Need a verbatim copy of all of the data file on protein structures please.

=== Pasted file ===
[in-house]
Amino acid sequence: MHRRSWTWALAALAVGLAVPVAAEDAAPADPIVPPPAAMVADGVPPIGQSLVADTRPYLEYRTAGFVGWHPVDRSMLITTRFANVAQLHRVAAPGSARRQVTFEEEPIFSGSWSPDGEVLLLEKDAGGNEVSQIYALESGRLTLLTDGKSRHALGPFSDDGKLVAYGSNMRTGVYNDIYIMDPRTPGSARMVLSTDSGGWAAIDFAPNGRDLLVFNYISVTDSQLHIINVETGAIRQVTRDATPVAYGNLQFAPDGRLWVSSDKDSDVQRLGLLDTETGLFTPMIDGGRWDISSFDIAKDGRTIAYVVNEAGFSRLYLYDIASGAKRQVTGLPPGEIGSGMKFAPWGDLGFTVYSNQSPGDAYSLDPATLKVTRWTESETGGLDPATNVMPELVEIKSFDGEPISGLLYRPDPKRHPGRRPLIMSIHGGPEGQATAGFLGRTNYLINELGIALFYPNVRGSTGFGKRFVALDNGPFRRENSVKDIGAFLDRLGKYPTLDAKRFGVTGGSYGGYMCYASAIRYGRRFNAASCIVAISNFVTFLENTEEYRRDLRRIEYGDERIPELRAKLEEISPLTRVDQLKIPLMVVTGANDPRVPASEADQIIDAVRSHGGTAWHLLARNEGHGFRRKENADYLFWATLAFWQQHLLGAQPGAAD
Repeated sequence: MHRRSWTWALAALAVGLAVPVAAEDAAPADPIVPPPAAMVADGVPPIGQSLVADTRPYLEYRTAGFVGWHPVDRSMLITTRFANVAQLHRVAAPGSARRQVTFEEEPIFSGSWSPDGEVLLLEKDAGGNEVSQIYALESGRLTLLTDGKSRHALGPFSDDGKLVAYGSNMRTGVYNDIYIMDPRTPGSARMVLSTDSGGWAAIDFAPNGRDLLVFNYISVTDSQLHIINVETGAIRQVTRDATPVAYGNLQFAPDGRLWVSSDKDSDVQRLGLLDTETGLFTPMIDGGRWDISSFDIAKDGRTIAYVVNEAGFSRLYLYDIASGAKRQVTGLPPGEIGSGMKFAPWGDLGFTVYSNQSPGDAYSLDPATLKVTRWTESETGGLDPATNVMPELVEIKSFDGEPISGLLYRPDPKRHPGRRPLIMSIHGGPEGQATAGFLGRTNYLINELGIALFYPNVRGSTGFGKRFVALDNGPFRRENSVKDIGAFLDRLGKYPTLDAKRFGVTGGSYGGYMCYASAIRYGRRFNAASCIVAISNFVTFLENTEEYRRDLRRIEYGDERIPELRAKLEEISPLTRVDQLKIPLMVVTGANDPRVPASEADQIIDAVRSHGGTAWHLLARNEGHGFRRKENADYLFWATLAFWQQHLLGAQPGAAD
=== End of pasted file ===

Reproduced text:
[in-house]
Amino acid sequence: MHRRSWTWALAALAVGLAVPVAAEDAAPADPIVPPPAAMVADGVPPIGQSLVADTRPYLEYRTAGFVGWHPVDRSMLITTRFANVAQLHRVAAPGSARRQVTFEEEPIFSGSWSPDGEVLLLEKDAGGNEVSQIYALESGRLTLLTDGKSRHALGPFSDDGKLVAYGSNMRTGVYNDIYIMDPRTPGSARMVLSTDSGGWAAIDFAPNGRDLLVFNYISVTDSQLHIINVETGAIRQVTRDATPVAYGNLQFAPDGRLWVSSDKDSDVQRLGLLDTETGLFTPMIDGGRWDISSFDIAKDGRTIAYVVNEAGFSRLYLYDIASGAKRQVTGLPPGEIGSGMKFAPWGDLGFTVYSNQSPGDAYSLDPATLKVTRWTESETGGLDPATNVMPELVEIKSFDGEPISGLLYRPDPKRHPGRRPLIMSIHGGPEGQATAGFLGRTNYLINELGIALFYPNVRGSTGFGKRFVALDNGPFRRENSVKDIGAFLDRLGKYPTLDAKRFGVTGGSYGGYMCYASAIRYGRRFNAASCIVAISNFVTFLENTEEYRRDLRRIEYGDERIPELRAKLEEISPLTRVDQLKIPLMVVTGANDPRVPASEADQIIDAVRSHGGTAWHLLARNEGHGFRRKENADYLFWATLAFWQQHLLGAQPGAAD
Repeated sequence: MHRRSWTWALAALAVGLAVPVAAEDAAPADPIVPPPAAMVADGVPPIGQSLVADTRPYLEYRTAGFVGWHPVDRSMLITTRFANVAQLHRVAAPGSARRQVTFEEEPIFSGSWSPDGEVLLLEKDAGGNEVSQIYALESGRLTLLTDGKSRHALGPFSDDGKLVAYGSNMRTGVYNDIYIMDPRTPGSARMVLSTDSGGWAAIDFAPNGRDLLVFNYISVTDSQLHIINVETGAIRQVTRDATPVAYGNLQFAPDGRLWVSSDKDSDVQRLGLLDTETGLFTPMIDGGRWDISSFDIAKDGRTIAYVVNEAGFSRLYLYDIASGAKRQVTGLPPGEIGSGMKFAPWGDLGFTVYSNQSPGDAYSLDPATLKVTRWTESETGGLDPATNVMPELVEIKSFDGEPISGLLYRPDPKRHPGRRPLIMSIHGGPEGQATAGFLGRTNYLINELGIALFYPNVRGSTGFGKRFVALDNGPFRRENSVKDIGAFLDRLGKYPTLDAKRFGVTGGSYGGYMCYASAIRYGRRFNAASCIVAISNFVTFLENTEEYRRDLRRIEYGDERIPELRAKLEEISPLTRVDQLKIPLMVVTGANDPRVPASEADQIIDAVRSHGGTAWHLLARNEGHGFRRKENADYLFWATLAFWQQHLLGAQPGAAD